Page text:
Protests at Northern Arizona University continue despite arrests


Less than 24 hours after police violently cleared a pro-Palestinian camp at Northern Arizona University and arrested about two dozen people, a group of students gathered again on campus Wednesday evening in protest.

More than 100 students stood on the lawn in front of the student union in silent solidarity with the now-suspended campus chapter, Students for Justice in Palestine.

Despite the suspension, the group intends to continue its protests until its demands — which include disclosing the school's lobbying activities, cutting all ties with Israel and abolishing police on campus — are met by the administration.

And even if they can't officially protest on campus, the group is confident their presence will still be felt.

“The students will continue the movement,” said SJP leader Hadi Hassani.

Following Tuesday night's unrest, the university released a statement announcing the club's suspension for violating NAU policy, as well as a new 5 p.m. curfew for all expressive activities and the ban on all temporary structures on campus, including tents, shade structures, and fences, announced. The curfew change comes just a day after the school issued a temporary 10 p.m. curfew for the group's protest and encampment.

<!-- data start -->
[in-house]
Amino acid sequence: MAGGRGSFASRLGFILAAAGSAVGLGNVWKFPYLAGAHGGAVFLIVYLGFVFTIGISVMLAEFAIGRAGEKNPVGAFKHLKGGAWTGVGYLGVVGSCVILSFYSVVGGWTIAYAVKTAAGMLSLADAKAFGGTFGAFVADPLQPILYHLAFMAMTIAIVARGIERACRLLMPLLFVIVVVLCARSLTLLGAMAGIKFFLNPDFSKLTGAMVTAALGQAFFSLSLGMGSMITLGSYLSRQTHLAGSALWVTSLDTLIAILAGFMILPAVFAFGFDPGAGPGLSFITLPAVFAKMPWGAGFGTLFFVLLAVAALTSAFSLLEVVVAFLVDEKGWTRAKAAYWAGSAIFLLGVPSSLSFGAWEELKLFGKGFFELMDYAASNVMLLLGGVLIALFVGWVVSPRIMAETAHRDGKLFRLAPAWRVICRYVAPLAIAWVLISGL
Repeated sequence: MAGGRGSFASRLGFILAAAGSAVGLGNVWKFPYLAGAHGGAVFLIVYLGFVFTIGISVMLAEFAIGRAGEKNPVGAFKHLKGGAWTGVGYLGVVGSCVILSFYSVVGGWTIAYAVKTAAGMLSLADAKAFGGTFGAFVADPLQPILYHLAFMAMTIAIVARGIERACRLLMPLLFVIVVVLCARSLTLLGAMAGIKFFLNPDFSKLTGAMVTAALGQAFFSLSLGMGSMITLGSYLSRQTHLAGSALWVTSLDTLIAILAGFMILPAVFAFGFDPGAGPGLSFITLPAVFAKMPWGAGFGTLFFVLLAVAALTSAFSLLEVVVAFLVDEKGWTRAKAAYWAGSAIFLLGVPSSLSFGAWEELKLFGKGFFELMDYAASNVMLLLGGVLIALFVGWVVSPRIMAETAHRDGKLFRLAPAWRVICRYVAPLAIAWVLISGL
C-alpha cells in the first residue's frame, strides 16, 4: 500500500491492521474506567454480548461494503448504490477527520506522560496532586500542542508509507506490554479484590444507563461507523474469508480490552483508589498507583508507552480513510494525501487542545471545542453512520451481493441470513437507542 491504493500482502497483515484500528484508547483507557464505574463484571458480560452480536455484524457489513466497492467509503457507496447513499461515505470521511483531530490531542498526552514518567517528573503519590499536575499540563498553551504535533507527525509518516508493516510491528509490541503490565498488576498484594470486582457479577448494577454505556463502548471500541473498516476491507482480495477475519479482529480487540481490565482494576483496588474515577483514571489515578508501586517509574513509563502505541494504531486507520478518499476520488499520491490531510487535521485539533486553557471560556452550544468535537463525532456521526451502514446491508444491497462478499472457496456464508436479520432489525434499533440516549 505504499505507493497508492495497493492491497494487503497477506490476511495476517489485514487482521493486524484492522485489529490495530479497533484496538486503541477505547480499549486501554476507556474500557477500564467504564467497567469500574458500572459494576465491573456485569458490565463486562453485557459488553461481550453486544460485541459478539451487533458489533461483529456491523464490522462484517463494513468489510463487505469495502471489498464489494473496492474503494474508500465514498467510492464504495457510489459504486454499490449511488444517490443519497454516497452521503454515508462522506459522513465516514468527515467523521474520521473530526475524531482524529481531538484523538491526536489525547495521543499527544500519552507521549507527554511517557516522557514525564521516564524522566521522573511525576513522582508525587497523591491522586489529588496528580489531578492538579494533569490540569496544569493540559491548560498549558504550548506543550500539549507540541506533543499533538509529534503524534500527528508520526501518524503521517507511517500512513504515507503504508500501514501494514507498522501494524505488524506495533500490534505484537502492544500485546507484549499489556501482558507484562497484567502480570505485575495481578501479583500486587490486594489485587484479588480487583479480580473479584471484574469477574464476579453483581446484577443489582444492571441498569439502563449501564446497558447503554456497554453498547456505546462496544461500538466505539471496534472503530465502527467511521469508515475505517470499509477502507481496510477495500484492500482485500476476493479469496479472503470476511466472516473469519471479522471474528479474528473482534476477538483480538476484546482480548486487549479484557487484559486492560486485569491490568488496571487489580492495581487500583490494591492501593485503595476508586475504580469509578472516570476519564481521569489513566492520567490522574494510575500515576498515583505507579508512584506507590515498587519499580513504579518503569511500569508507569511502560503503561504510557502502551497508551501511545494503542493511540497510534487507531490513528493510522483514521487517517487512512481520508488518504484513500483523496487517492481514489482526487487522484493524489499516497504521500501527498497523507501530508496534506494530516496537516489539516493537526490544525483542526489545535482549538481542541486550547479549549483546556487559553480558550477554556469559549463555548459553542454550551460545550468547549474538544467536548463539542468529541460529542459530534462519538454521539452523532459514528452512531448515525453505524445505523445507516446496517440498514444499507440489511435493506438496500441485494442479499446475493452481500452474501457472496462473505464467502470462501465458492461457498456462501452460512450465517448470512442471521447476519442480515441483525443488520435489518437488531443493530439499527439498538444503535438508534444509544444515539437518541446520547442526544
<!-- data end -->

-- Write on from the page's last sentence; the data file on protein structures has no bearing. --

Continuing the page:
But nearly two hours after the new curfew expired, the line of protesters remained standing, with no interference from police or campus officials trying to break up the demonstration.

The university also said police did not use tear gas, chemical irritants or Tasers Tuesday night, contradicting some reports from protesters who were at the front lines of the encampment when police moved in to surround the area around 10:30 p.m to clear

“It couldn’t have been that big of a deal, but they made it a big deal — the response they gave,” Hassani said.

“They showed up in riot gear and everything like it was a war zone,” he said.

And even though he was arrested and spent a sleepless night in a crowded cell at the Coconino County Jail, group member and NAU junior James Witzeman said it was all worth it.

“It radicalized me even further,” Witzeman said after his release from prison Wednesday afternoon. “I would do it again,” he said.

Junior Natanael Damian, vice president of the group, agreed.

“Arrests don’t deter me, police operations don’t deter me,” Damian said. “I’ve learned from history that when you’re on the right side of history, that’s exactly what those in power do.”

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Anna Harden

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